The Final Push!
Lon Garrison, AASB Executive Director
We are heading into the final furlong as we race to finish the legislative session. This legislative session has been the busiest on record for bills that are either directly focused on education or have some impact on education. A total of 183 bills were introduced that affect education. As we come into the home stretch, a few bills have made it through most of the gauntlet of committee work and will need the support of school boards, parents, and community members to become law. The bills I will be highlighting below may have some of the greatest impacts on Alaska Public Education we have seen in many, many years.
While Norm and I provide a significant amount of input and testimony to the legislature, your voice, representing school boards across the state, is unique because you represent the same constituents the legislators do. School board members can have influence with their own communities and can be an influential force in getting them to participate in advocacy.
I would like to present the “lay of the land” as Norm and I currently see the priority education bills in play.
1. SB 111 – Alaska Reads Act
This bill, which has been in development through two separate legislatures, was reintroduced in the first session of the 32nd Legislature in January 2021. The Alaska Reads Act provides targeted and specific support to help address the chronic and severe deficiency of the Alaska education system to address early learning and literacy adequately. This legislation provides a unique opportunity to combine the science of reading and cultural responsiveness by supporting reading instruction in any language, especially in rural Alaska, where indigenous language is so important. With literacy focus and early childhood education, there is a unique opportunity to make a significant, systemic change that directly affects student outcomes.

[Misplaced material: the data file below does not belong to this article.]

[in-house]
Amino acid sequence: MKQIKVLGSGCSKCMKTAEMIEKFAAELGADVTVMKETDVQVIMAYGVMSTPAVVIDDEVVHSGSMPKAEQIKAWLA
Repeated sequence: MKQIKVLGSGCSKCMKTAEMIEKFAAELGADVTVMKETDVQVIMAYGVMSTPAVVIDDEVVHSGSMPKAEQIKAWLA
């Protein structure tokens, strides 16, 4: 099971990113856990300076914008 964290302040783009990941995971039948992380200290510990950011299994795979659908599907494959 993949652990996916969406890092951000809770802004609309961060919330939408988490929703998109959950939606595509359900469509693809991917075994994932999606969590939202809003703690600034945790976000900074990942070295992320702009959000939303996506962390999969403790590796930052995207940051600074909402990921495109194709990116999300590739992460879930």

AASB believes this bill is pivotal for ensuring that Governor Dunleavy will consider additional education funding. Sen. Begich and Sen. Holland have stated that without passage of this bill, the Governor will likely veto any additional education funding, whether it is inside or outside the foundation formula. The Governor has made this statement publicly as well. The Senate Education Committee, and especially Senator Begich and Senator Hughes, have worked hard to make the bill more responsive to concerns regarding being culturally responsive and being supportive, not punitive. There is still much more that can be done to make this bill “perfect,” but at this point, it is an excellent start and something that can be built upon in the future. A major benefit of this bill is offering Pre-K grant funding for any district that would like to start or expand an early childhood learning program. This is a huge deal!! There is no other bill that would provide this type and scope of support for pre-k education. SB 111 addresses one of AASB’s longstanding legislative priorities – Literacy as a Fundamental Human Right.